Based on the recent American Survey on Workplace Health, 46% of worksites in the US are offering health promotion programming but only 8% of them have lactation resources. This means a missed opportunity as it is an important part of the work-life balance, most especially for new moms. If employers wanted to keep their valued employees, it is important to consider the challenges that working mothers encounter in the workplace. Padilla added that society should make it easier for women to combine the opportunity to work and take care of their young children. It should not be a choice of either of the two. Their study also appeared in the journal Workplace Health and Safety titled “Assessing Workplace Breastfeeding Support Among Working Mothers in the United States.”

Nearly 820,000 children will be saved every year if breastfeeding would be scaled up to an almost universal level. The scientific online publication Our World in Data has further shown the number of child deaths in the world from 12.58 million in 1990 down to 9.82 million in 2000 and 8.32 million in 2005. In 2010, the number of deaths of children under five years old was 6.99 million and that declined to 5.42 million in 2017. Globally, only 40% of babies below six months of age are exclusively breastfed by their mothers. Breastfeeding in the first six months of life will help achieve the optimal health, development, and growth of the child. Thereafter, infants need to receive safe and adequate nutritionally complementary foods while still breastfed for up to two years or beyond. This is according to WHO.

In 2017, 352 respondents were asked by database company Statista if they breastfeed their baby in public. Some 33% of respondents answered yes and regularly while 29% answered yes, but only sometimes. Meanwhile,19% of mothers answered yes, but only if she had or has no other option and the remaining 19% answered no. The age group of the respondents was 18 years old and older.

Infant Nutrition Market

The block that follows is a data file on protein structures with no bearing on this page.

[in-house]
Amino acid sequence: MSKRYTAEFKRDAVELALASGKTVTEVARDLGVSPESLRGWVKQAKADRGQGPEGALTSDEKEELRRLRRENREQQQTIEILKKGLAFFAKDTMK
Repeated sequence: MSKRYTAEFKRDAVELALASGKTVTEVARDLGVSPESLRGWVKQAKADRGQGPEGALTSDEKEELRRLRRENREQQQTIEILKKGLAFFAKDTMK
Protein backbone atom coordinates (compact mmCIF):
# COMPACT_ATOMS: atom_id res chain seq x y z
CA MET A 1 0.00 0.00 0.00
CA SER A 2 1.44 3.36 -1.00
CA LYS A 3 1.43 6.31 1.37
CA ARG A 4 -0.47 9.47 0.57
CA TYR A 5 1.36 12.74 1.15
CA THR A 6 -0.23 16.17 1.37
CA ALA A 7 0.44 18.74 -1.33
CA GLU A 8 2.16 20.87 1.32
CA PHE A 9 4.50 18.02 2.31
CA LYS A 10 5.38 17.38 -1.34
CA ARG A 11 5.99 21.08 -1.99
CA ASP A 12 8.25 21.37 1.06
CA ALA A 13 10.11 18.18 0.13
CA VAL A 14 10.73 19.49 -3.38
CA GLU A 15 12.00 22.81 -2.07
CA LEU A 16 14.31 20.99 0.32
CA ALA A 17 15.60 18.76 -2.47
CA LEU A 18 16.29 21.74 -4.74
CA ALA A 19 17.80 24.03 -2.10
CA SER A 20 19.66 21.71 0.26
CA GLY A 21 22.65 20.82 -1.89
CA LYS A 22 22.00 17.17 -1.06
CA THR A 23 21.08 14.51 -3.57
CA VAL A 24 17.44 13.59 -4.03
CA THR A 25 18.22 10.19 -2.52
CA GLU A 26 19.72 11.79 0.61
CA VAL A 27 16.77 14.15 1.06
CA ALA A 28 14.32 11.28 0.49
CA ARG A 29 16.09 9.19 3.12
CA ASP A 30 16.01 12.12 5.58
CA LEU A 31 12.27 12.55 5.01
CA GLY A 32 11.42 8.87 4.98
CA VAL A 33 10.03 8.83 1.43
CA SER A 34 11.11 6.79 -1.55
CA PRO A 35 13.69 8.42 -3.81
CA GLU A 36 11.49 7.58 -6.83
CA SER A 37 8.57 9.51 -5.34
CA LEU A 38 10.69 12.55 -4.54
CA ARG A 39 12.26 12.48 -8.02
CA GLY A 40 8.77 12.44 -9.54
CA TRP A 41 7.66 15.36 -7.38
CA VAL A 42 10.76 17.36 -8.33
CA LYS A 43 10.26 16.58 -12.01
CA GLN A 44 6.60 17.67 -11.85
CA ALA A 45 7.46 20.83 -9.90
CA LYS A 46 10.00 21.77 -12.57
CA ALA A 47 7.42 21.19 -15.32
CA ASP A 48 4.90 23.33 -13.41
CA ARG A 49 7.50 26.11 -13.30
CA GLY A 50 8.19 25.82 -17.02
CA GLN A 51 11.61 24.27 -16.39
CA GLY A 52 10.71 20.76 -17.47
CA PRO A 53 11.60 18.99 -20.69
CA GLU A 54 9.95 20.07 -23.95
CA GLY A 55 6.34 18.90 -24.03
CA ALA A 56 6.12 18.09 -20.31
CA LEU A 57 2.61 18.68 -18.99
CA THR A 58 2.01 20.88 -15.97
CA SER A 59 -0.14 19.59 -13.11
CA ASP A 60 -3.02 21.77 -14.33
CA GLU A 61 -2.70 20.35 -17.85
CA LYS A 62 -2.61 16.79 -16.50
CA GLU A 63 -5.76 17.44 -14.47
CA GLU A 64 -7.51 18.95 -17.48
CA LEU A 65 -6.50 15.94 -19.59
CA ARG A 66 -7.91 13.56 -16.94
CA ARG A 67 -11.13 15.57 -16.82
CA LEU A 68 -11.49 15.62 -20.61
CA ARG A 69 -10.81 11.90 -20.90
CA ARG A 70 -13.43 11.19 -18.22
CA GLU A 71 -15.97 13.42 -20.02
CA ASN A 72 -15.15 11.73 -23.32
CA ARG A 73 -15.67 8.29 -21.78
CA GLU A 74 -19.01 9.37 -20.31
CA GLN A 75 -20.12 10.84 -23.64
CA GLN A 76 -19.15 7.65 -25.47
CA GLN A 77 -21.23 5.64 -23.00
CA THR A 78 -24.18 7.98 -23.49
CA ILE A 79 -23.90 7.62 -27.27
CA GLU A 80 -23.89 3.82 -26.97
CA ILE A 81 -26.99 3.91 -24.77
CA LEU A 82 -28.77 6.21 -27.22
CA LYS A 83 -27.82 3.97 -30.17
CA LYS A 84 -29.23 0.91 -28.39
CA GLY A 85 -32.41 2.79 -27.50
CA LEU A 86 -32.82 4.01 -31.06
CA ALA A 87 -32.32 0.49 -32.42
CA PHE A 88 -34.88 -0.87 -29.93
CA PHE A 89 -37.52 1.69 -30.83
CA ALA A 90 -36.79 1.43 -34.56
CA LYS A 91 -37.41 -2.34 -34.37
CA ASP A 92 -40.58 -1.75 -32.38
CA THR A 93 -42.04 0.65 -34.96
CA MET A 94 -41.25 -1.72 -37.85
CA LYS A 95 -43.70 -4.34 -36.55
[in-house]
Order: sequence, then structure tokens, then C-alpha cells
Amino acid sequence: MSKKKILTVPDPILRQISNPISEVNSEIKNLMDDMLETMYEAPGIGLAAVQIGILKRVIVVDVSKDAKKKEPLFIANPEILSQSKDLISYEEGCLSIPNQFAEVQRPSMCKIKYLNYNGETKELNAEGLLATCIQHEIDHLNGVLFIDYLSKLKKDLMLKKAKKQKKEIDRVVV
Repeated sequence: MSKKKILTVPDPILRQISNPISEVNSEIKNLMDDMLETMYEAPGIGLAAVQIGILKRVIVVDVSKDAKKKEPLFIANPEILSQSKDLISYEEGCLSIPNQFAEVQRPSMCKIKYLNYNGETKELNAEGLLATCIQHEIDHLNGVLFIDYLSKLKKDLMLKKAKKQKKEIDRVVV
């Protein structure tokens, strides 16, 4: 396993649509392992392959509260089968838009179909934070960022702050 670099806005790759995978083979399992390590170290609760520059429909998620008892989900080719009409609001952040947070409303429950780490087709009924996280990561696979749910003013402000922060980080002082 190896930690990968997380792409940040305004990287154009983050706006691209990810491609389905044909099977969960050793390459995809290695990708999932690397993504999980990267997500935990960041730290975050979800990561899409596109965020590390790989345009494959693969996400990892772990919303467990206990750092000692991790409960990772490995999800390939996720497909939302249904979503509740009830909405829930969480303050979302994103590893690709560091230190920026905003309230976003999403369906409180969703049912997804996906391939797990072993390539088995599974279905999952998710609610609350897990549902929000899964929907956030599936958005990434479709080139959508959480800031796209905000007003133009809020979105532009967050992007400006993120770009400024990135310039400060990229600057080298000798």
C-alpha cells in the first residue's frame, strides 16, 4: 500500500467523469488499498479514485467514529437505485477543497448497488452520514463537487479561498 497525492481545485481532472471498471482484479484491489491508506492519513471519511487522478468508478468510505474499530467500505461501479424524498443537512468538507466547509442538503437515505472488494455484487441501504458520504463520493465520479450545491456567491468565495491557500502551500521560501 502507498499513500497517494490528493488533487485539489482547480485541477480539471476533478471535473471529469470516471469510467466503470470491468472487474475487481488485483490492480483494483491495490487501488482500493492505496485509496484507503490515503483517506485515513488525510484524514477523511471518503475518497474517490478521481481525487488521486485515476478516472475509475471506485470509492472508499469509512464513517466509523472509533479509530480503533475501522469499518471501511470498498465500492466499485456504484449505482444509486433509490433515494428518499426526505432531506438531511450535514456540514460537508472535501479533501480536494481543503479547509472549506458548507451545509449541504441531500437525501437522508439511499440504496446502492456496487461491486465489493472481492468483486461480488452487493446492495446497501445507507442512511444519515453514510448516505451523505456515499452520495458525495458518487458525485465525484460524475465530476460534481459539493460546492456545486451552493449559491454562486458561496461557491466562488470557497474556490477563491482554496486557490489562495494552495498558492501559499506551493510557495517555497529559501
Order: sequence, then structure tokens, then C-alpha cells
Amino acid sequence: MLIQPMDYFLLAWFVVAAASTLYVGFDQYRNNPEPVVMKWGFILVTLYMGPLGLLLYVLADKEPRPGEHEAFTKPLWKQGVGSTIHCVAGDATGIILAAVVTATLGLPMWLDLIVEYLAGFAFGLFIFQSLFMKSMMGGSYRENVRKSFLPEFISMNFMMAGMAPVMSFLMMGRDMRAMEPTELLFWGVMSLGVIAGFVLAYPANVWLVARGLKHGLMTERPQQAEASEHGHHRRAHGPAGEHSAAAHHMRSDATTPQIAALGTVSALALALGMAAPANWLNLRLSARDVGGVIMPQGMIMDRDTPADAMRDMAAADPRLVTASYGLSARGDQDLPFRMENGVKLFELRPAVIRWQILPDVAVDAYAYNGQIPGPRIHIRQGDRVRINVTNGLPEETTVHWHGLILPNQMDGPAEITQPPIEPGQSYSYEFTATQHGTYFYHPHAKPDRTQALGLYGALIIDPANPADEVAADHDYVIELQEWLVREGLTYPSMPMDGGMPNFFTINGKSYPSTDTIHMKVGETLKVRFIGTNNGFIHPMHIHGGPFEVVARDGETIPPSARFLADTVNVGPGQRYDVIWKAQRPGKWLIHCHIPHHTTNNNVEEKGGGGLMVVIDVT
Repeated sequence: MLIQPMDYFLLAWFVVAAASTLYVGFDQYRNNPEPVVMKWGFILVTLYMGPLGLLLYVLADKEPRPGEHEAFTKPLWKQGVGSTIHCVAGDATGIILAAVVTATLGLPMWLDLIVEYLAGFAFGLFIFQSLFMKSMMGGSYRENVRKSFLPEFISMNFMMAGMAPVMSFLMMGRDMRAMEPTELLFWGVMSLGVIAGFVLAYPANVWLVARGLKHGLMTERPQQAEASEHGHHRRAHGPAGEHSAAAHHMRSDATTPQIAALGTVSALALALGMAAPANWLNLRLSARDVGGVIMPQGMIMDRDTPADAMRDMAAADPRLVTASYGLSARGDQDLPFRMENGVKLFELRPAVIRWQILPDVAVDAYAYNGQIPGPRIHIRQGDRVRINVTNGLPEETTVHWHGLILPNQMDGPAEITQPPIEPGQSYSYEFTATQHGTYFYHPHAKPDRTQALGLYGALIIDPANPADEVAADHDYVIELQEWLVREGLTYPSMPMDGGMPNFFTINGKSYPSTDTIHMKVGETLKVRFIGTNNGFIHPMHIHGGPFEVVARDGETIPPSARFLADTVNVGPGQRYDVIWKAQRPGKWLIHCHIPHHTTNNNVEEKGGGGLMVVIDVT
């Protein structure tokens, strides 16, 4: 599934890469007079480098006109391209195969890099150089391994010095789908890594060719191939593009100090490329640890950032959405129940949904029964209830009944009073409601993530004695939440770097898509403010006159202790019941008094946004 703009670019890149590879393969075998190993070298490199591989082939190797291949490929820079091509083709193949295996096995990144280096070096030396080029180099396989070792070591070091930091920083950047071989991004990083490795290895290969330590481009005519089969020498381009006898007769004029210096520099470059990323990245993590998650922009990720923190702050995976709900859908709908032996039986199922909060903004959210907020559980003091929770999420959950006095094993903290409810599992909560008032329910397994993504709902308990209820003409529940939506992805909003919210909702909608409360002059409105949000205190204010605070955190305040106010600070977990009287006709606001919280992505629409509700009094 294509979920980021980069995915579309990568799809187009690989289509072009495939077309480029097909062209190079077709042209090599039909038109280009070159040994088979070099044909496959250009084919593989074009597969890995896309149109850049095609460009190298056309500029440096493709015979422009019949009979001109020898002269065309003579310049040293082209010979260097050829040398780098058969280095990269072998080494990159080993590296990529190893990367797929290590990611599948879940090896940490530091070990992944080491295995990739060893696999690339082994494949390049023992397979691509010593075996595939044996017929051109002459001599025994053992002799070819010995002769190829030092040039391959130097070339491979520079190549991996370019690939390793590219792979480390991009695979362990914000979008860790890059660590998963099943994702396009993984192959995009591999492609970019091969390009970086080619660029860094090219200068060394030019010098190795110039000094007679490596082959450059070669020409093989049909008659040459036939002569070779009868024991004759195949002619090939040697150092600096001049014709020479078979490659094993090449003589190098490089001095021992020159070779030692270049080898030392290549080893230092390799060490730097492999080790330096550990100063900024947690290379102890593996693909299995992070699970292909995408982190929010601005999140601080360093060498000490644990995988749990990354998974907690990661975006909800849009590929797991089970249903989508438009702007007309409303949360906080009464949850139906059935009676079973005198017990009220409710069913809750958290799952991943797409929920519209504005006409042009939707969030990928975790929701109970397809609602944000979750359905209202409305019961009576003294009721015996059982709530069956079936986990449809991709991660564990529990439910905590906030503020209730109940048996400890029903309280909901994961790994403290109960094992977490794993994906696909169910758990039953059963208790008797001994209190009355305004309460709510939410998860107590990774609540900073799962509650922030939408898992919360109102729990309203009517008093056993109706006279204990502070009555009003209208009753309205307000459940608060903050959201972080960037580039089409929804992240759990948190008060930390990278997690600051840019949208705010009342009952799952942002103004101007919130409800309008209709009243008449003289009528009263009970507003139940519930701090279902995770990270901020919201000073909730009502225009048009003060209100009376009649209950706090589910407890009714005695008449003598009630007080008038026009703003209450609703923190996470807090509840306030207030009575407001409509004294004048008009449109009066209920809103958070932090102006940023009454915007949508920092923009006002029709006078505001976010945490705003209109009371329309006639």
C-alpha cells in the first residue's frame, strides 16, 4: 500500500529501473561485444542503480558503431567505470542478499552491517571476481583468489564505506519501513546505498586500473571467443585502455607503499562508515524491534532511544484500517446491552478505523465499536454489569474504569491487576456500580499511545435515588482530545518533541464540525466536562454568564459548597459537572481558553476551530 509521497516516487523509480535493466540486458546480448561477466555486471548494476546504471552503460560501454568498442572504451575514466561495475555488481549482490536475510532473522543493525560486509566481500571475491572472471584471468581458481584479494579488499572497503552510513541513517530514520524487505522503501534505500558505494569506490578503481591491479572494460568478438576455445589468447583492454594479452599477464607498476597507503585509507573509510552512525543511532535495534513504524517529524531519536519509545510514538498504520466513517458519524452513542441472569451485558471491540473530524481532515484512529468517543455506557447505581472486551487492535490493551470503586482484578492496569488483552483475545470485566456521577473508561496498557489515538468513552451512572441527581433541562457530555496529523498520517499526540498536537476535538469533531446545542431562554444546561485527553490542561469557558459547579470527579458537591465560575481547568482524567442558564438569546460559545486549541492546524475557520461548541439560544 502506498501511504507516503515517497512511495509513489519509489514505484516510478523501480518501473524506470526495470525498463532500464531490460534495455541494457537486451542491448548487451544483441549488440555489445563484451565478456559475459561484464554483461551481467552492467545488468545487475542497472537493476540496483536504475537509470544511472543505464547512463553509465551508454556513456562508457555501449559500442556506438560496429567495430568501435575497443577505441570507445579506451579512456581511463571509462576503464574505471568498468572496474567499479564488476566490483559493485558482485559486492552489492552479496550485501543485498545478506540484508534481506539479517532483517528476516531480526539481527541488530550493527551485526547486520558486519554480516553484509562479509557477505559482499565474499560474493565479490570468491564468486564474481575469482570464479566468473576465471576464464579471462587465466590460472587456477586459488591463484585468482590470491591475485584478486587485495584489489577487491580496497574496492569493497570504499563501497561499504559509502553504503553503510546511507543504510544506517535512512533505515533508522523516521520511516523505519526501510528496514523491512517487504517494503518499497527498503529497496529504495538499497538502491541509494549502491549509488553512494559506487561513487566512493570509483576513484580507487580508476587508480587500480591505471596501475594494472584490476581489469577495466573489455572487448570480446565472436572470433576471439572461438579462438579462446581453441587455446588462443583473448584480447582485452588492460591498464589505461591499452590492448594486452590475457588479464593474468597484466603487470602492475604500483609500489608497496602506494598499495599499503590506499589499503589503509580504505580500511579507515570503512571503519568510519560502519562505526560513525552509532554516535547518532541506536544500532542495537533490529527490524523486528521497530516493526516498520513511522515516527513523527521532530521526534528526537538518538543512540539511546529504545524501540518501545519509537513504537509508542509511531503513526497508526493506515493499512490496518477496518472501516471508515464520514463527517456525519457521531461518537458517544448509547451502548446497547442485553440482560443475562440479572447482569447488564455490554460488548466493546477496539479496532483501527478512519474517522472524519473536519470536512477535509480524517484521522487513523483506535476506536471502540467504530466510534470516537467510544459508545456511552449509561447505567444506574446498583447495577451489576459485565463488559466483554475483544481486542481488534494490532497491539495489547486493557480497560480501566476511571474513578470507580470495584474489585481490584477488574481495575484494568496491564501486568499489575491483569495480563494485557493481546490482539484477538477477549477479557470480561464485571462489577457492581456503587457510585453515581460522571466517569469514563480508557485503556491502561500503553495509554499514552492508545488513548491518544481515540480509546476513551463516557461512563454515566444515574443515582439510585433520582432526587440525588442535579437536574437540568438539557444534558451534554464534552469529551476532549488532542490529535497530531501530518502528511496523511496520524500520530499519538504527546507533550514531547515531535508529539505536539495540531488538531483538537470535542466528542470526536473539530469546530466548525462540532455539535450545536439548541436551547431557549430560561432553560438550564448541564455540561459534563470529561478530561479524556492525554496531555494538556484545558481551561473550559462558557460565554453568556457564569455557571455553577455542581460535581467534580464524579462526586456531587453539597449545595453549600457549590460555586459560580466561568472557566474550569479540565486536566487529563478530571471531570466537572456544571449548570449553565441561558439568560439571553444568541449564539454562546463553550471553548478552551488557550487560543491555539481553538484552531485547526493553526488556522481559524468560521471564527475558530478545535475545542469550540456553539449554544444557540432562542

Meanwhile, the global infant nutrition market was valued at US$71.40 billion in 2018 and it is forecasted to reach $98.90 billion by 2024 with a 5.58% CAGR. The certain factors that will propel the growth of the market include the increase in the number of working mothers, increasing demand for organic baby food, and higher spending on infant health. Today, more parents are spending more on their infants compared to the previous years because of social factors too. Several surveys have shown that parents spend a high amount of money on their kids, sometimes out of social anxiety, shame, or guilt. Convenience-oriented lifestyles are also making prepared baby formula and baby foods more desirable to the population today, especially in the middle-class and developing countries.

While infant nutrition is a substitute for breastmilk, the latter remains highly nutritious for babies and provides many benefits: it reduces the risk of viruses, inflammatory bowel disease, ear infections, gastroenteritis, and respiratory infections. Breastfeeding also makes vaccines more effective because they have a better antibody response to vaccines compared to formula-fed kids. Breast milk likewise makes the baby smarter and brings him or her closer to their mothers.

Breastfeeding benefits moms by providing them with an opportunity to get close to their baby, save money, have natural birth-control protection, delay menstruation, heal the body after delivery, lower the risk of postmenopausal osteoporosis, help lose pregnancy weight, and lower the risk of ovarian and breast cancer.

With all the benefits of breastfeeding for babies and for moms, the cuddly closeness and skin-to-skin contact between the two should be encouraged not only at home but also in the workplace.